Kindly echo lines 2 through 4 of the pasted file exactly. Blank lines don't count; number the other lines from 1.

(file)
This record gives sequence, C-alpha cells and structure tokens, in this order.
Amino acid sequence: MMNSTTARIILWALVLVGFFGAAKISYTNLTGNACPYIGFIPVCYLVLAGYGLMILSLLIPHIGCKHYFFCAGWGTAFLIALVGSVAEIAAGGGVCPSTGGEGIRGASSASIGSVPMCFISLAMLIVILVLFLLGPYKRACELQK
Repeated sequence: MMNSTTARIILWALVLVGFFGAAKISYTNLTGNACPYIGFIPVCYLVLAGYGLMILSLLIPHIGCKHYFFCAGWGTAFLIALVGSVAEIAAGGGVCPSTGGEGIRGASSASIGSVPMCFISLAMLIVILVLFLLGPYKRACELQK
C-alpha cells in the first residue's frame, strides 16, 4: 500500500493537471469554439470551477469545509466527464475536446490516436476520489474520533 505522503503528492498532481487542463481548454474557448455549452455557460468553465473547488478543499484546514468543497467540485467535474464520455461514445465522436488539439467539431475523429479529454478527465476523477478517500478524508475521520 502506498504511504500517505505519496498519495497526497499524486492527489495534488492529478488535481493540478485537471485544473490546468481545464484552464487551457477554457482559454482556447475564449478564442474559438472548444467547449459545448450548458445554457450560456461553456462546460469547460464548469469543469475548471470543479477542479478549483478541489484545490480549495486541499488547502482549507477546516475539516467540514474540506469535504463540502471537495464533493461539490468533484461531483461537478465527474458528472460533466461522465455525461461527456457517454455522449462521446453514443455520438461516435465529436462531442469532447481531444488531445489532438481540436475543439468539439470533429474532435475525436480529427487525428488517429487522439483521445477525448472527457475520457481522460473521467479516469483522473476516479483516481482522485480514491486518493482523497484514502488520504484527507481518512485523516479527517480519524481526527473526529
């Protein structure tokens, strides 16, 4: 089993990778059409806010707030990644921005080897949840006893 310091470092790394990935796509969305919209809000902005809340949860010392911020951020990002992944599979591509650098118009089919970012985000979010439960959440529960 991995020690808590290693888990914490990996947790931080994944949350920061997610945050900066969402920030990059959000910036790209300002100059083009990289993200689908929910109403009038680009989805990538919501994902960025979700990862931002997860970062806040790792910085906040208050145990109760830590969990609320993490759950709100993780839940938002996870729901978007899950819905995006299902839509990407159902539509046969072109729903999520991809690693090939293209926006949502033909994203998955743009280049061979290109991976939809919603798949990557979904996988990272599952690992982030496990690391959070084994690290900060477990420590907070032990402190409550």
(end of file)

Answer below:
Amino acid sequence: MMNSTTARIILWALVLVGFFGAAKISYTNLTGNACPYIGFIPVCYLVLAGYGLMILSLLIPHIGCKHYFFCAGWGTAFLIALVGSVAEIAAGGGVCPSTGGEGIRGASSASIGSVPMCFISLAMLIVILVLFLLGPYKRACELQK
Repeated sequence: MMNSTTARIILWALVLVGFFGAAKISYTNLTGNACPYIGFIPVCYLVLAGYGLMILSLLIPHIGCKHYFFCAGWGTAFLIALVGSVAEIAAGGGVCPSTGGEGIRGASSASIGSVPMCFISLAMLIVILVLFLLGPYKRACELQK
C-alpha cells in the first residue's frame, strides 16, 4: 500500500493537471469554439470551477469545509466527464475536446490516436476520489474520533 505522503503528492498532481487542463481548454474557448455549452455557460468553465473547488478543499484546514468543497467540485467535474464520455461514445465522436488539439467539431475523429479529454478527465476523477478517500478524508475521520 502506498504511504500517505505519496498519495497526497499524486492527489495534488492529478488535481493540478485537471485544473490546468481545464484552464487551457477554457482559454482556447475564449478564442474559438472548444467547449459545448450548458445554457450560456461553456462546460469547460464548469469543469475548471470543479477542479478549483478541489484545490480549495486541499488547502482549507477546516475539516467540514474540506469535504463540502471537495464533493461539490468533484461531483461537478465527474458528472460533466461522465455525461461527456457517454455522449462521446453514443455520438461516435465529436462531442469532447481531444488531445489532438481540436475543439468539439470533429474532435475525436480529427487525428488517429487522439483521445477525448472527457475520457481522460473521467479516469483522473476516479483516481482522485480514491486518493482523497484514502488520504484527507481518512485523516479527517480519524481526527473526529